Lieutenant-Colonel Daniel A. MacKinnon had a love affair with harness racing. After all, he did spend 73 of his 87 years training and driving trotters and pacers. Yet despite his lengthy involvement in the sport, he was more than just a horseman. MacKinnon was born Nov. 12, 1876, in Highfield, P.E.I. Orphaned at 10, he left school and four years later bought his first horse. But horses, even then, were expensive to keep, and MacKinnon enrolled in a mail-order pharmacy course, becoming the first registered pharmacist in the province. When he wasn’t driving horses or studying pharmacy, MacKinnon had time to play five years of football. During that span, he also was Maritimes’ champion mile runner three successive years.
In 1901 he joined the 4th Regiment Canadian Artillery and was a member of that team when it won the Londonderry Cup in 1907. In 1912 he led the Canadian field artillery team to victory over the British side. When he wasn’t handling the big guns, MacKinnon turned to smaller weapons. An excellent marksman, he won the Dominion Rifle Association medal and the Governor-General’s medal. Even with all that shooting going on, MacKinnon still had time to rein his pacer Helen R. to 15 wins in 16 heats in a five- day period in 1912.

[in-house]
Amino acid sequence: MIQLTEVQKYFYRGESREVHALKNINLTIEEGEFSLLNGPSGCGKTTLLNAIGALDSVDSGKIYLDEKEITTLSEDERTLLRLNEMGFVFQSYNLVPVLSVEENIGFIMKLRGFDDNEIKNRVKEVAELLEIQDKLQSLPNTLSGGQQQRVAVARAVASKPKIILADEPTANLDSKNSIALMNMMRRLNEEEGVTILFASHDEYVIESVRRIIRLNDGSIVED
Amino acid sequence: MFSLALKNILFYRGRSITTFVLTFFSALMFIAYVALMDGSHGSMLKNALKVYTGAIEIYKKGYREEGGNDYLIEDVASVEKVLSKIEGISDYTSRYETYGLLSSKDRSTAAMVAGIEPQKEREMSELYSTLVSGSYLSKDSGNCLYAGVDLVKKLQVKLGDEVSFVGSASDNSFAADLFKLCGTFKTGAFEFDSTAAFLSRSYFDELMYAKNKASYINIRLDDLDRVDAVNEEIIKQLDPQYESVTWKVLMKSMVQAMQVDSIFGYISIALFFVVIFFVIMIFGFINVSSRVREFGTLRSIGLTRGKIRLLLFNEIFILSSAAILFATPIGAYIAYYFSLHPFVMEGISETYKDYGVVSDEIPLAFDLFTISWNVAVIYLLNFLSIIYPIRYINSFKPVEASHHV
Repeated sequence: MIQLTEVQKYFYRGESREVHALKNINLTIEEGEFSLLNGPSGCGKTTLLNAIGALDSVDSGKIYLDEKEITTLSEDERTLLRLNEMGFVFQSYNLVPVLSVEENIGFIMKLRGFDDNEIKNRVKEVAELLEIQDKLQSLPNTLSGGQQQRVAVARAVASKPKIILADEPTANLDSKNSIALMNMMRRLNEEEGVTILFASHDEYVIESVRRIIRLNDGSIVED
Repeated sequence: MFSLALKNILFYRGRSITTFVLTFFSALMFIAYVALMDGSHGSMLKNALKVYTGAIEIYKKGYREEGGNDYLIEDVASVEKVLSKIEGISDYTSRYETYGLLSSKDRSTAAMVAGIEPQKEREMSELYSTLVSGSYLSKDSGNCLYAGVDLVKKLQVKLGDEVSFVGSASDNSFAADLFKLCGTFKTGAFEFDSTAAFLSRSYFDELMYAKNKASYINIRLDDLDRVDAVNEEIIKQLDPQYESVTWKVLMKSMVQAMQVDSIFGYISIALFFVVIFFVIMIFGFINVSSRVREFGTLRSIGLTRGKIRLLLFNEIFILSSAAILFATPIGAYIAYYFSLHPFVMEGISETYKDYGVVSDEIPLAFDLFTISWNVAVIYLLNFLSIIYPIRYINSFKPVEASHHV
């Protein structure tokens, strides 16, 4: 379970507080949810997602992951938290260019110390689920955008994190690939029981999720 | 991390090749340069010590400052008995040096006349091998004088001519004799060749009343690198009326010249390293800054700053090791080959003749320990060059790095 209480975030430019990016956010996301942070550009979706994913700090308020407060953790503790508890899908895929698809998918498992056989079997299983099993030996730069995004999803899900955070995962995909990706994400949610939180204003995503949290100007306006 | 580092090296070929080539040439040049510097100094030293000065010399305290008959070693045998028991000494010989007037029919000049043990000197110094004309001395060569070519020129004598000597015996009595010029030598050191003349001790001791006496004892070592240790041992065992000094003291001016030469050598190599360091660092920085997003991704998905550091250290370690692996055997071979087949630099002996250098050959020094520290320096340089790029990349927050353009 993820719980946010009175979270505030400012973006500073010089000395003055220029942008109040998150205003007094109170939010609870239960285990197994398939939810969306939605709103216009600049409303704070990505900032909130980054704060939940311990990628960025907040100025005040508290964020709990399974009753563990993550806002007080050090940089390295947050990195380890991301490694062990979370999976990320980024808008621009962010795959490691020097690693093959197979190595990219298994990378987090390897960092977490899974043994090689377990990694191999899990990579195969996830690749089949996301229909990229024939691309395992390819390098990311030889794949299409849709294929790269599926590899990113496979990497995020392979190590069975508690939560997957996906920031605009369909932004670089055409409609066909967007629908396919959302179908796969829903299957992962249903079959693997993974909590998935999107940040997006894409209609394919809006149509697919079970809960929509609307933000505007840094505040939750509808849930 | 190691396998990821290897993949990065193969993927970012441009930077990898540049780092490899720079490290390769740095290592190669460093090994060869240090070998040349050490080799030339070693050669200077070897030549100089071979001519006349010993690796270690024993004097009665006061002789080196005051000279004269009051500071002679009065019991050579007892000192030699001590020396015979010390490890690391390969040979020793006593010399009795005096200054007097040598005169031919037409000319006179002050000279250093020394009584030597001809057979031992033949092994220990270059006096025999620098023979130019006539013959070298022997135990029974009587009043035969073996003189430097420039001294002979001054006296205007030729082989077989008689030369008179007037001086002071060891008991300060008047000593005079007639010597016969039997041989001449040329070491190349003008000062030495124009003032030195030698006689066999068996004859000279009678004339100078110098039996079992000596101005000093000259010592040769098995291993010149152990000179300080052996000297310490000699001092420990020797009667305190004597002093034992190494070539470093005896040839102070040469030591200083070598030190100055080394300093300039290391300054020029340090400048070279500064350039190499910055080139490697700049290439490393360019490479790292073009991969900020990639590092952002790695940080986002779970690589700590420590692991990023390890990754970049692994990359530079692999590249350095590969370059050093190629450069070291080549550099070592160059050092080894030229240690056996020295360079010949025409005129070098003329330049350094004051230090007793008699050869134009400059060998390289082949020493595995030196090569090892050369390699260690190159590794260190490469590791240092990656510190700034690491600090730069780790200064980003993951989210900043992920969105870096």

MacKinnon served during the First World War, winning the Distinguished Service Order for outstanding work at the Somme. At Passchendaele, he earned the Croix de Guerre, France’s highest military award. Originally commissioned a captain, MacKinnon retired from the army in 1932 with the rank of lieutenant-colonel.
Back in Canada after the war, he won driving championships at Halifax and Charlottetown in 1919. The next year, he expanded his business interests, purchasing the Charlottetown Guardian, the largest daily newspaper in the province. He had been writing a regular column about harness racing during his career called Down the Backstretch, and continued writing until he sold the paper in the late 1940s. MacKinnon had another passion during the 1920s and ‘30s – fox farming. He was one of the world’s foremost silver fox breeders and ran a school of fox farming in Charlottetown. But the colonel never forgot his horses. In 1923, he traveled to Mount Clemens, Mich., with his trotter Yank, where they set a world record for trotting on ice. Years later at Toronto’s Dufferin Park, he drove Present Medium to the Canadian record for ice trotting.
His interests in racing were not limited to training and driving. He owned the Charlottetown Driving Park from 1930 to 1947, and was president of the Provincial Exhibition Association. He founded Old Home Week racing, which now draws the largest crowds in the Maritimes for the sport. He also was a strong supporter of the U.S. Trotting Association, introducing that organization to the Maritimes and serving as its District 11 (Maritimes) director.
By 1959, at the age of 82, MacKinnon was still racing two horses with success in the Maritimes, the trotter Windy June and the pacer Stalag Hanover. His last year on the track was 1962 with the pacer Blue Skylark and in his last race was beaten by a nose.
During his career he owned and trained 78 horses. He disposed of his stock in 1962, and died two years later at the age of 87, after a short illness.